7. STS-51-D: Tower of Power: In 1974, less than six months after the crew of Apollo 19 left the lunar surface, the launch of the Skylab space station very nearly ended in catastrophe when a premature fairing jettison tore off the station's micrometeoroid shielding and one of its two primary solar array wings. Despite an impressive repair effort undertaken by the first two crews of the the station which saw the installation of a new shield and the salvaging of the remaining SAWs, Skylab suffered from a chronically short power supply throughout the 1970s, a problem which would only grow as the years lengthened. In addition to normal wear and tear on the electrical systems, in 1978 one of the four solar panels on the Apollo Telescope Mount failed entirely, as its connection wiring experienced a complete physical disconnect from the station's electrical system. Skylab crews quickly learned to work around this handicap by limiting station experiments and budgeting power usage, but by 1984 the electrical situation ahs become too serious to ignore. By now, Skylab was over a decade old, and its solar panels produced a mere fraction of their former electrical output. To solve this problem as soon as possible the STS-51-D mission, originally slated for deployment of the third Syncom IV satellite, was remanifested to carry the affectionately-named Power Tower, a new utility module designed to replace the station's aging solar panels with a pair of massive rollout solar arrays producing 25kW of electricity. Planned for April of 1985, the flight would last ten days and involve some of the most intensive examples of on-orbit construction in history, including two EVAs. The flight would use Space Shuttle Discovery, once again cleared for flight after her secret mission in January, and carry a crew of six. As the skies cleared on April 12, 1985, all appeared well except for one thing...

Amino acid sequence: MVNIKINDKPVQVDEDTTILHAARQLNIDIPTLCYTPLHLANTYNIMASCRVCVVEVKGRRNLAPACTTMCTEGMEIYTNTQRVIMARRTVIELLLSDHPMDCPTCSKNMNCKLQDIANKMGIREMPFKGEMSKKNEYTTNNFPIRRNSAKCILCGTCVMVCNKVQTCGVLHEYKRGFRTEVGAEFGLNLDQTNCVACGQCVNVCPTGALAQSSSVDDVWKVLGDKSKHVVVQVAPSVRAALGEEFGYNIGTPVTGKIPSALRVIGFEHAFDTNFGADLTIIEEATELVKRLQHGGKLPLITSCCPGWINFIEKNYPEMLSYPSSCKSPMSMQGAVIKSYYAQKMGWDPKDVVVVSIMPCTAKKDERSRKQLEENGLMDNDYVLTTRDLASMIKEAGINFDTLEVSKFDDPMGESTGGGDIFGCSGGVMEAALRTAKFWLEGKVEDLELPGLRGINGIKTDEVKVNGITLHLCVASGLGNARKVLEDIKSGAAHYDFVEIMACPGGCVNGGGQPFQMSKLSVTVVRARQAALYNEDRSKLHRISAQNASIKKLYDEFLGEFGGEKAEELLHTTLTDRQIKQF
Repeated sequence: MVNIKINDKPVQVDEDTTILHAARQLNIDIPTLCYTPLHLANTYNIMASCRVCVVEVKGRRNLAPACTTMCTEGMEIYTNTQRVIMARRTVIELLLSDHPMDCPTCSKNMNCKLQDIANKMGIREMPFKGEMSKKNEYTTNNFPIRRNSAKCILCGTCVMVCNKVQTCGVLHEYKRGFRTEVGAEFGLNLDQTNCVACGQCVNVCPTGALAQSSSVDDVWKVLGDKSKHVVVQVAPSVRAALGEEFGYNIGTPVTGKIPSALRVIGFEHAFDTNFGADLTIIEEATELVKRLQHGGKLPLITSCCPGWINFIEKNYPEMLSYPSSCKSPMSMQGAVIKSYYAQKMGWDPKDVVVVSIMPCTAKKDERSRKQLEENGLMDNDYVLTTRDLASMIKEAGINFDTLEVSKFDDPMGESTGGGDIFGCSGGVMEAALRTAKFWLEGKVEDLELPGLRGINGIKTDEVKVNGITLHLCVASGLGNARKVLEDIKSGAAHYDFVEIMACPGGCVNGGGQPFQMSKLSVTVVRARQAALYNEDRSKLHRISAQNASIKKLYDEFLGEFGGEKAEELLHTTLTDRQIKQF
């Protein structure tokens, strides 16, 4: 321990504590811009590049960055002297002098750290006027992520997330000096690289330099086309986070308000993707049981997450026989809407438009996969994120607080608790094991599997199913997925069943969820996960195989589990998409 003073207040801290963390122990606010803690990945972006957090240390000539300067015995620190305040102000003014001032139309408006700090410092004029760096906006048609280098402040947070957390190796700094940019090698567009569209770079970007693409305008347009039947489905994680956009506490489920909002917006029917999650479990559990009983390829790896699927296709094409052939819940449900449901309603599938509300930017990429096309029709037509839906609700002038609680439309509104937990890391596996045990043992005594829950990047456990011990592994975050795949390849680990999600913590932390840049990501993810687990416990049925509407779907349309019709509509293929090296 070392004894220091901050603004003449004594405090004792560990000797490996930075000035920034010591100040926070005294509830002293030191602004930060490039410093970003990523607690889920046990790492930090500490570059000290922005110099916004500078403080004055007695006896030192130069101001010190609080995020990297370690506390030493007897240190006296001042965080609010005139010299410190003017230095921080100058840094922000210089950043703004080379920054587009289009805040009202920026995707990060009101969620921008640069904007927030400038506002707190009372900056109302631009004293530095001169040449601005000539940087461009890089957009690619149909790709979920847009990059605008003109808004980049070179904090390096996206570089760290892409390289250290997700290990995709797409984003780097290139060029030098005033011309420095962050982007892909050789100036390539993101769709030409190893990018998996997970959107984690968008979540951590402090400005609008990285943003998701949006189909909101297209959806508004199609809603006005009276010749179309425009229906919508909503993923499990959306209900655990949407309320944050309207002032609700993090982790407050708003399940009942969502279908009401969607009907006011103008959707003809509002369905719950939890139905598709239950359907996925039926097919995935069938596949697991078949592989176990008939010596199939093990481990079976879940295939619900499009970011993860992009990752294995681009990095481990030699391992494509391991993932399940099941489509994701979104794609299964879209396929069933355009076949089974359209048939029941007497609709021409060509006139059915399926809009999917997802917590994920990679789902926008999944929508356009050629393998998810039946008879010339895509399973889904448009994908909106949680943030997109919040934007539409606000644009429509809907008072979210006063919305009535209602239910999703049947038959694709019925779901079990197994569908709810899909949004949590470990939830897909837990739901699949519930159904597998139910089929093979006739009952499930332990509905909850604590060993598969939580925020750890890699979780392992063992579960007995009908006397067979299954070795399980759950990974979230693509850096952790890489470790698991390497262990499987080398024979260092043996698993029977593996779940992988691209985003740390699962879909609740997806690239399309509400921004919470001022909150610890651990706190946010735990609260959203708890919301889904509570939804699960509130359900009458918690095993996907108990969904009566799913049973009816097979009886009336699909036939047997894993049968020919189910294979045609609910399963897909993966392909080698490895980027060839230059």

8. STS-51-C: [REDACTED]: January 24, 1985, Space Shuttle Discovery is minutes away from her third flight into orbit. Right on the mark at T- 00:09:00- much later than usual- press coverage begins, with pre-launch commentators on a noticeably shorter leash than normal. As the first mission dedicated entirely to the deployment of a Department of Defense payload, STS-51-C is not permitted the usual fanfare and ceremony accompanying a typical Shuttle launch, and the general public knows next to nothing about its objectives. All that is released by the DOD's public relations officers is that the mission will launch from Kennedy Space Center LC-39A, deploy its payload into a higher orbit using the Inertial Upper Stage, and return home three days later. Until the USAF deems the flight worthy of being declassified, that is all they will ever know...